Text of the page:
PO Box 248
October 29, 2007
Hardly anyone who has visited Ocracoke hasn't heard about Blackbeard, the
fiercest seafarer ever to fly the black flag of piracy. The basic story is
fairly well known:
- Although virtually everyone knew the pirate as Blackbeard, he often went
by the name Edward Teach, Tatch, or Theach....or even Edward
Drummond. There is little doubt that all of these monikers were
aliases. His real name may be permanently lost to history, but see
below for some fascinating new research.
- Historians suggest that he was of English descent, born perhaps in
Bristol. Some think he was from Jamaica, or even Philadelphia.
Again, no one actually knows.
- During his brief career as a pirate (about 18 months in 1717 & 1718)
Blackbeard terrorized shipping from the West Indies to New England.
- Captain Teach appears to have been a close personal friend of North
Carolina Governor Charles Eden and his secretary, Tobias Knight.
- In November of 1718 Virginia's governor, Alexander Spotswood, sent Lieutenant
Robert Maynard of the British Royal Navy in pursuit of Blackbeard because
Governor Eden was doing little or nothing to halt piracy along the Virginia
- North Carolina coast.
- Maynard caught up with Blackbeard as he lay anchored in Pamlico Sound,
near Ocracoke Island.
- During the battle (on November 22, 1718) Captain Teach took five pistol
wounds and twenty cutlass & dagger wounds before he succumbed and had his head
chopped off. His crew immediately surrendered. This effectively
ended the "Golden Age of Piracy" in the colonies.
There are, of course, many more stories about Blackbeard -- how he got his
start in piracy with Captain Hornigold in the West Indies, how he captured the
French vessel, "Concorde," and renamed her the "Queen Anne's
Revenge," how he terrorized captains, crews, and passengers on numerous
ships as he plundered their cargo, how he took fourteen wives, how he blockaded
Charleston Harbor and demanded nothing more than medicines, how he scuttled the
Queen Anne's Revenge in Beaufort Inlet and marooned most of his crew, then fled
to Ocracoke in the "Adventure,"....as well as many other
Within the last several years I was alerted to a paper published in the North
Carolina Genealogical Society's Journal entitled "Legends of Black Beard
and his Ties to Bath Town: A Study of Historical Events Using Genealogical
Methodology."¹ In it the authors argue that some evidence
suggests that Blackbeard may have been native to eastern North Carolina.
It is a fascinating article, one worth more attention and research. I will
summarize the main points below.
Governor Charles Eden and his secretary, Tobias Knight, chief justice of
the colony, both owned plantations on the west side of Bath Town Creek in Bath,
the colonial capital of North Carolina. Knight's property lay at the mouth
of the creek where it joined the Pamtico (Pamlico) River. Just to the
north was Governor Eden's plantation. Next in line, across the narrow Whitby
Creek, was the plantation of Captain James Beard. These plantations included 300
- 400 acres each.
An intriguing aspect of Governor Eden's property is that a tunnel reputedly
joined his cellar to the bank of the creek. It was by means of this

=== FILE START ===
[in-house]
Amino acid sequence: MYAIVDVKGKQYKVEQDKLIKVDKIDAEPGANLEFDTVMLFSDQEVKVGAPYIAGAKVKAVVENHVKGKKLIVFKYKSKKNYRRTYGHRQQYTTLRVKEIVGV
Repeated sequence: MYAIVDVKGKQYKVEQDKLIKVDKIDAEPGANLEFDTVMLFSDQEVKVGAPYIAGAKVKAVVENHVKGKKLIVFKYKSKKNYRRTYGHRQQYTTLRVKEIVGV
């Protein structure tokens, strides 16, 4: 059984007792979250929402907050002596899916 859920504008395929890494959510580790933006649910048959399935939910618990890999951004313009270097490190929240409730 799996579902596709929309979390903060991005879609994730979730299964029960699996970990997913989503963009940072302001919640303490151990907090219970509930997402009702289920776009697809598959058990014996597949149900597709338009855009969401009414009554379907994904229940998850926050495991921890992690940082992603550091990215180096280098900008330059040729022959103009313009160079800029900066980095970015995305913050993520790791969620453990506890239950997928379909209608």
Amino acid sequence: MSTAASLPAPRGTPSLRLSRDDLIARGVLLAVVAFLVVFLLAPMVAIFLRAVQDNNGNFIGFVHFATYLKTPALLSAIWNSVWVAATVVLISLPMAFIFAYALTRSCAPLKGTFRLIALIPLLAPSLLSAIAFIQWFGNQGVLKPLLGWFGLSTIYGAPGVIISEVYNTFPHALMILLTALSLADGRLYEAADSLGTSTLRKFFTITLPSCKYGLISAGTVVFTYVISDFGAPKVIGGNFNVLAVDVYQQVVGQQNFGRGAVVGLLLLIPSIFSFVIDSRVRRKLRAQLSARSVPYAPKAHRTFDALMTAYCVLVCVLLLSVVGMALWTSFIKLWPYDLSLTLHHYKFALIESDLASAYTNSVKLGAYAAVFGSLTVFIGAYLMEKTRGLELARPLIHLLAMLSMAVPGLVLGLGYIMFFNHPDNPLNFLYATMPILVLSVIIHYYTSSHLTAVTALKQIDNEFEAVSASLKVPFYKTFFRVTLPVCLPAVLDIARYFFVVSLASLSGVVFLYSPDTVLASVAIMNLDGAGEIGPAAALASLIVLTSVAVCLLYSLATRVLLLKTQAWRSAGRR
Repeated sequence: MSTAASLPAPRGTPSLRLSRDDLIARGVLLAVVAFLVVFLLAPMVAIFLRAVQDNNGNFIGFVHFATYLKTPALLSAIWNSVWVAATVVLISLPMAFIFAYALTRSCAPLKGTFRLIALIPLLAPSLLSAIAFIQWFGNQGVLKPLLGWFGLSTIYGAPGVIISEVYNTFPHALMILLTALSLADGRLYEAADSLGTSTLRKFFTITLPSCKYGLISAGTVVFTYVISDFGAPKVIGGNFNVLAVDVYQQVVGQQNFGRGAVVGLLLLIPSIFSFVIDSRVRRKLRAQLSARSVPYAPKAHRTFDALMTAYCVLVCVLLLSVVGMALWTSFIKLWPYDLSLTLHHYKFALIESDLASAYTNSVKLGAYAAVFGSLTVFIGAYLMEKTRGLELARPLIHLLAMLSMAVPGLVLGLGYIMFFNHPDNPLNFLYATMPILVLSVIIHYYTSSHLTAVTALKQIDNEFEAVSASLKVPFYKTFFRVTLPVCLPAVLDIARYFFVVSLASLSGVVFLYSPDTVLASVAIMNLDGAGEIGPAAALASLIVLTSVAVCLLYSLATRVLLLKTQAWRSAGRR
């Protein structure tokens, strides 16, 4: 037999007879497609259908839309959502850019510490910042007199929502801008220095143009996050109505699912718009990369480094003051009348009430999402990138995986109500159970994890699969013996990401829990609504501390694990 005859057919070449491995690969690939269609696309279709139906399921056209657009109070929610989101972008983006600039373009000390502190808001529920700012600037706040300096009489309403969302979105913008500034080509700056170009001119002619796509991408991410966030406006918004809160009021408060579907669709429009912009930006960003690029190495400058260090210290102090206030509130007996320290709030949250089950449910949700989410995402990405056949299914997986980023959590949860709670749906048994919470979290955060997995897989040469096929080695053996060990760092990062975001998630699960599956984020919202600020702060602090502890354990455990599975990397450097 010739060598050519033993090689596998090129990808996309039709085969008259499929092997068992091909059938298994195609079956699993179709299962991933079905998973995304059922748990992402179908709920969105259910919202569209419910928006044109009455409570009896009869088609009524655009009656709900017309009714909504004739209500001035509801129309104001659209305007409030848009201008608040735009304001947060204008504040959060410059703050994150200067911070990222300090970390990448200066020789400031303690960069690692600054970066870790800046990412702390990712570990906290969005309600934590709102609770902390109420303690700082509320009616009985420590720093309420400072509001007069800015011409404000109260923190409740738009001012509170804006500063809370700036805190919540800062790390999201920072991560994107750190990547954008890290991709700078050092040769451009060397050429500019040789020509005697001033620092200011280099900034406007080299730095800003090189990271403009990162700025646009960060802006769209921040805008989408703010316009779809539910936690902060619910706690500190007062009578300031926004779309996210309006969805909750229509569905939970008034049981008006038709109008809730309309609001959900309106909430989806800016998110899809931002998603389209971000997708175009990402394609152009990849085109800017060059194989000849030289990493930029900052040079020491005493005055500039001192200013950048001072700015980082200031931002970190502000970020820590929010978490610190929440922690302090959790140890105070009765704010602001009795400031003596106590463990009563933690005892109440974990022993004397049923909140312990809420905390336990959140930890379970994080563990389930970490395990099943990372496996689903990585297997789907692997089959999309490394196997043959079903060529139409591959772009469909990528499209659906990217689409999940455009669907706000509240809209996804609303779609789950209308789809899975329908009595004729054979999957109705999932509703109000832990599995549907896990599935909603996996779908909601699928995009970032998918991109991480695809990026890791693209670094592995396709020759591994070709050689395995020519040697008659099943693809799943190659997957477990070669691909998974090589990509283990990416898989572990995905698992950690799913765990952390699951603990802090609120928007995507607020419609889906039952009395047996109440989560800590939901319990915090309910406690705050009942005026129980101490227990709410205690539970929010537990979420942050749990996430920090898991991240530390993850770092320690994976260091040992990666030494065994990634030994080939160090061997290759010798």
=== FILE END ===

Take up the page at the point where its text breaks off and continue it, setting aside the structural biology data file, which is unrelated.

tunnel, many believe, that Blackbeard secretly carried a portion of his
ill-gotten gains to the governor in exchange for protection from
Black Beard's Flag:
On September 5, 1717 King George signed his "Act of Grace," an
offer of amnesty designed to pardon any piratical acts committed after Queen
Anne's War. The proclamation was signed on September 5, 1717 and extended
for one year.
Blackbeard accepted the king's "Act of Grace" in June of
1718. Tellingly, Captain Teach chose to accept the pardon, not from
Governor Woodes Rogers in the West Indies, as did most other buccaneers, but
from Governor Charles Eden in Bath, NC.
Could it be, ask the authors of the genealogical journal, that the
"inhabitants of Bath County did not see Black Beard as the rogue that
history records" because his home town was in Bath? This would
explain why he decided to return to Bath to accept the king's pardon
there. As the authors say, perhaps Black Beard "was just coming
Intriguingly, Captain James Beard, Governor Eden's neighbor on Bath Town
Creek, had a son who was born about 1690. This son, whose name has been
lost to history, died between September 1718 and sometime in 1721, according to
information gleaned from various deeds. Could this son be the pirate who
came to be known as Black Beard?
The Genealogical Society's Journal article points out that Captain James
Beard's son may have chosen to identify himself by the appellation
"Black" plus his own authentic surname. As they say, "his
own beard being black, he was able to play on this concept to good advantage,
using it to terrorize his victims." They go on to ask, "Was
irony involved in this man's choice of an alias, just as there was irony in the
selection of the name Queen Anne's Revenge for Black Beard's
flagship?" It seems entirely plausible to me.
Perhaps Captain Edward Teach, Black Beard the pirate, was actually a native
of eastern North Carolina. No doubt he knew these waters well.
Ocracoke was one of his favorite anchorages. And his one-time
quartermaster, William Howard, may have been the same individual who purchased
Ocracoke Island four decades later, after Lieutenant Maynard put an end to
piracy at what became known as Teach's Hole.
This theory is at least worth further research.
Springer's Point (Teach's Hole channel is nearby):
¹ August, 2002 issue
All photos on this page courtesy of http://www.teachshole.com/